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Aging gut microbiota of wild macaques are equally diverse, less stable, but progressively personalized

Authors
  • Sadoughi, Baptiste
  • Schneider, Dominik
  • Daniel, Rolf
  • Schülke, Oliver
  • Ostner, Julia
Type
Published Article
Journal
Microbiome
Publisher
Springer (Biomed Central Ltd.)
Publication Date
Jun 19, 2022
Volume
10
Identifiers
DOI: 10.1186/s40168-022-01283-2
PMID: 35718778
PMCID: PMC9206754
Source
PubMed Central
Keywords
Disciplines
  • Research
License
Unknown

Abstract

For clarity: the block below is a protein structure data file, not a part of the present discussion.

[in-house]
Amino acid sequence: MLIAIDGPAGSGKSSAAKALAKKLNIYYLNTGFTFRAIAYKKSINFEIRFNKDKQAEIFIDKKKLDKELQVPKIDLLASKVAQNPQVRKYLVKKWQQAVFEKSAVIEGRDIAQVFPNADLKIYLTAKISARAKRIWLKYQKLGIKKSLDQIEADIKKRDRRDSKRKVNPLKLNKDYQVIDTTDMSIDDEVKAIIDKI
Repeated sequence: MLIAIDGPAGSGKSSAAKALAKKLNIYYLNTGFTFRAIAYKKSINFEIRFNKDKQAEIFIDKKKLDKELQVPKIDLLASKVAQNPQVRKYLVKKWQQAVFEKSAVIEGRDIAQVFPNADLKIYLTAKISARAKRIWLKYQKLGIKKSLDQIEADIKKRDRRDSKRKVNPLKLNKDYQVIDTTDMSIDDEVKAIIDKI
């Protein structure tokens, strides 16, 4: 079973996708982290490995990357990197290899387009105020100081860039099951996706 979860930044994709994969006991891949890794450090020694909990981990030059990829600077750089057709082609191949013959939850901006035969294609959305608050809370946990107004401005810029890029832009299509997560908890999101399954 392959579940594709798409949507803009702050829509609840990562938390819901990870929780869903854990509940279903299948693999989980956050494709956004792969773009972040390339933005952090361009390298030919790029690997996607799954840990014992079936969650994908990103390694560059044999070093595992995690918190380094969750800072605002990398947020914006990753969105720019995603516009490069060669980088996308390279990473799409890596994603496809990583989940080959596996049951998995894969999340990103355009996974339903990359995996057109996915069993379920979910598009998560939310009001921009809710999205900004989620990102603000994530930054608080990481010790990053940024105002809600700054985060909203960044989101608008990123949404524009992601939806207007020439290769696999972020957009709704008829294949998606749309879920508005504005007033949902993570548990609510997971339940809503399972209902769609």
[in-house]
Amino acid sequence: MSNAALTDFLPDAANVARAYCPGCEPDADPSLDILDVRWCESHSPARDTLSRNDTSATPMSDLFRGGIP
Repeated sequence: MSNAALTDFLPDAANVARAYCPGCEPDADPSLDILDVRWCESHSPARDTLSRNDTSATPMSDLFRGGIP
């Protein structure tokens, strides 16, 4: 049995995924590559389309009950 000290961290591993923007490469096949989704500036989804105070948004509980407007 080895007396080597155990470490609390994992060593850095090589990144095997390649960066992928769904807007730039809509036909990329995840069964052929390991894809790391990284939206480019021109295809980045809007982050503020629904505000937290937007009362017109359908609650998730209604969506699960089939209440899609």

Background Pronounced heterogeneity of age trajectories has been identified as a hallmark of the gut microbiota in humans and has been explained by marked changes in lifestyle and health condition. Comparatively, age-related personalization of microbiota is understudied in natural systems limiting our comprehension of patterns observed in humans from ecological and evolutionary perspectives. Results Here, we tested age-related changes in the diversity, stability, and composition of the gut bacterial community using 16S rRNA gene sequencing with dense repeated sampling over three seasons in a cross-sectional age sample of adult female Assamese macaques ( Macaca assamensis ) living in their natural forest habitat. Gut bacterial composition exhibited a personal signature which became less stable as individuals aged. This lack of stability was not explained by differences in microbiota diversity but rather linked to an increase in the relative abundance of rare bacterial taxa. The lack of age-related changes in core taxa or convergence with age to a common state of the community hampered predicting gut bacterial composition of aged individuals. On the contrary, we found increasing personalization of the gut bacterial composition with age, indicating that composition in older individuals was increasingly divergent from the rest of the population. Reduced direct transmission of bacteria resulting from decreasing social activity may contribute to, but not be sufficient to explain, increasing personalization with age. Conclusions Together, our results challenge the assumption of a constant microbiota through adult life in a wild primate. Within the limits of this study, the fact that increasing personalization of the aging microbiota is not restricted to humans suggests the underlying process to be evolved instead of provoked only by modern lifestyle of and health care for the elderly. Video abstract Supplementary Information The online version contains supplementary material available at 10.1186/s40168-022-01283-2.

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